In a previous article, Lindahl described the latest amendments to the Security Protection Act (2018:585), which entered into force on 1 December 2021. One of the major new features of the change in the law was that the supervisory authorities have been granted extended powers of investigation and the ability to impose penalty fees. In a decision of 2 May 2022, the County Administrative Board imposed an administrative penalty fee of SEK 7 million on an operator for breaches of the Security Protection Act. The County Administrative Board’s decision is one of the first decisions to impose penalty fees under the new regulations.
The operator had notified the County Administrative Board on 31 March 2022 that it was carrying on activities that were sensitive in terms of security. The operator’s activities include water and drainage work for a large number of customers. In view of the operator’s notification, the County Administrative Board began an inspection of protective security work at the operator. The inspection revealed the following, among other things:
- There was no Security Manager at the business between October 2021 and March 2022.
- The most recent protective security analysis was dated 29 March 2013 and there was also no protective security plan.
- 70 of the operator’s employees (with posts in security classes 2 and 3) and 6–8 persons from suppliers, all of whom took part in activities that were sensitive in terms of security, had not been made subject to security clearance in accordance with the requirement stipulated in the Protective Security Act.
In view of these circumstances, the County Administrative Board considered the operator to be in breach of the provisions of the protective security legislation in various ways. The reasons for the County Administrative Board’s decision regarding the various circumstances are summarised below.
REASONS FOR THE COUNTY ADMINISTRATIVE BOARD’S DECISION
Notification of activities that are sensitive in terms of security
In accordance with Chapter 2, section 6, first paragraph of the Protective Security Act, an operator must notify the supervisory authority without delay that it is engaged in activities that are sensitive in terms of security (referred to as the obligation to report). The obligation to report entered into force on 1 December 2021. The County Administrative Board considered that the delay by the operator in issuing the report until 31 March 2022 constituted a breach of the obligation to report.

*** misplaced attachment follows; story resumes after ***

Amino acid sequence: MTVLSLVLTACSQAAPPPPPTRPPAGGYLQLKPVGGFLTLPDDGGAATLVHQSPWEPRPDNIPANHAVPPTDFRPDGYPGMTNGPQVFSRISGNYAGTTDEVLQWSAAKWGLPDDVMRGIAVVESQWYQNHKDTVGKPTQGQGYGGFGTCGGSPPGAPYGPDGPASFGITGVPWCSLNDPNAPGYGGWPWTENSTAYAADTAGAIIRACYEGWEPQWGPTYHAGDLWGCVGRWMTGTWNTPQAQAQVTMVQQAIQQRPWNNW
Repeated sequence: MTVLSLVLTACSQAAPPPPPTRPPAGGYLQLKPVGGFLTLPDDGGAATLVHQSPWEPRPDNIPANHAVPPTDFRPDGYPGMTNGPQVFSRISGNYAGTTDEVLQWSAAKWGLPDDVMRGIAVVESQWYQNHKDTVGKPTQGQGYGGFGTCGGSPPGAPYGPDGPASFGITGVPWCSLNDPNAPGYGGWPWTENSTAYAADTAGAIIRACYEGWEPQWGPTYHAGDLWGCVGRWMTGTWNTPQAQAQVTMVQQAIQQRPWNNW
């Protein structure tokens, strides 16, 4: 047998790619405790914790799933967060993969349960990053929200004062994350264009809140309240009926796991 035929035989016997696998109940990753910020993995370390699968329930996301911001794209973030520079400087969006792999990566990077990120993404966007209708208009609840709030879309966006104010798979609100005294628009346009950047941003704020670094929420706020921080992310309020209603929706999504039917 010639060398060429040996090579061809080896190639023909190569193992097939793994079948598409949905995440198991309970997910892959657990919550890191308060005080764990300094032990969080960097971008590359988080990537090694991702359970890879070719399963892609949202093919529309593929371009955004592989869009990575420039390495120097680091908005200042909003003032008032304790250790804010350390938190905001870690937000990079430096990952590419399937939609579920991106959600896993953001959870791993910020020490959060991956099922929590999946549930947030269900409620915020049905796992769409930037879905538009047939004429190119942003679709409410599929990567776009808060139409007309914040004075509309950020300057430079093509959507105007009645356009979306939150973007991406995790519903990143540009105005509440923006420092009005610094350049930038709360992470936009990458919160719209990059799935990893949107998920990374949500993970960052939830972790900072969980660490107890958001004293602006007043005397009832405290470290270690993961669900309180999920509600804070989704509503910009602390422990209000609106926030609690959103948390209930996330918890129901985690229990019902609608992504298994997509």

The Security Manager
Chapter 2, section 7 of the Security Protection Act stipulates that a Security Manager must exist if activities covered by the Act are carried out, unless it is clearly unnecessary. The operator employed no Security Manager during the period from 17 October 2021 to 7 March 2022. The County Administrative Board therefore considered the operator to be in breach of its obligation to have a Security Manager during that period.
The Protective Security Analysis
One of an operator’s basic obligations is to carry out a protective security analysis to investigate the need for protective security for its activities. That protective security analysis must be documented. More detailed requirements for the contents of the protective security analysis are also set out in the Protective Security Ordinance (2021:955). The Ordinance specifies, among other things, that the analysis must be updated as necessary and at least every other year. In the present case, the operator’s most recently updated security analysis was from 28 March 2013 and the County Administrative Board therefore considered that the operator failed to fulfil its obligation to have an updated protective security analysis.
Security clearance of personnel
As a general rule, anyone who is to take part in activities that are sensitive in terms of security must first undergo security clearance in accordance with the Protective Security Act (a requirement that also applied before the amendment to the law that entered into force on 1 December 2021). The security clearance must be carried out before the commencement of participation in the activities that are sensitive in terms of security and must include a basic investigation as well as a register check and a specific personal investigation in some cases. The same paragraph states that the security clearance must be followed up during the period in which the person in question takes part in such activities. A register check means that information is retrieved from criminal records and criminal suspects registers to verify whether the person is entered in them. A register check must be carried out if an employment or other participation in activities is to be placed in a security class.